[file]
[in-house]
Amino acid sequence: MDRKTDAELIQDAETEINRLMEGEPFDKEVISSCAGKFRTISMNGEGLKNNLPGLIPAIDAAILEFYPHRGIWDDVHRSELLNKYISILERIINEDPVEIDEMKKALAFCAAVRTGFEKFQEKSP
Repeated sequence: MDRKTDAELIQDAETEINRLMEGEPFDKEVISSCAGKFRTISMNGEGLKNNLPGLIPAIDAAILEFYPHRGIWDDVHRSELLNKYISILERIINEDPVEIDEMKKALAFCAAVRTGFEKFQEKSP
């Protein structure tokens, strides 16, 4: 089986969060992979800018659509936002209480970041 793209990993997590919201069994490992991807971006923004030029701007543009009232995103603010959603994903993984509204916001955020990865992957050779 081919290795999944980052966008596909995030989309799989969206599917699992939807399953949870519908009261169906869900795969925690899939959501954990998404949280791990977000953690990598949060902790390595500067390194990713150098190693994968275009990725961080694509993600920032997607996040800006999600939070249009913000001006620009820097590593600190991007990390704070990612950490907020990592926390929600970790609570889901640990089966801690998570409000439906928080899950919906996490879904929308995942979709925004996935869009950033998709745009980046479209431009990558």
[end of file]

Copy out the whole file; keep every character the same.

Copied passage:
[in-house]
Amino acid sequence: MDRKTDAELIQDAETEINRLMEGEPFDKEVISSCAGKFRTISMNGEGLKNNLPGLIPAIDAAILEFYPHRGIWDDVHRSELLNKYISILERIINEDPVEIDEMKKALAFCAAVRTGFEKFQEKSP
Repeated sequence: MDRKTDAELIQDAETEINRLMEGEPFDKEVISSCAGKFRTISMNGEGLKNNLPGLIPAIDAAILEFYPHRGIWDDVHRSELLNKYISILERIINEDPVEIDEMKKALAFCAAVRTGFEKFQEKSP
């Protein structure tokens, strides 16, 4: 089986969060992979800018659509936002209480970041 793209990993997590919201069994490992991807971006923004030029701007543009009232995103603010959603994903993984509204916001955020990865992957050779 081919290795999944980052966008596909995030989309799989969206599917699992939807399953949870519908009261169906869900795969925690899939959501954990998404949280791990977000953690990598949060902790390595500067390194990713150098190693994968275009990725961080694509993600920032997607996040800006999600939070249009913000001006620009820097590593600190991007990390704070990612950490907020990592926390929600970790609570889901640990089966801690998570409000439906928080899950919906996490879904929308995942979709925004996935869009950033998709745009980046479209431009990558």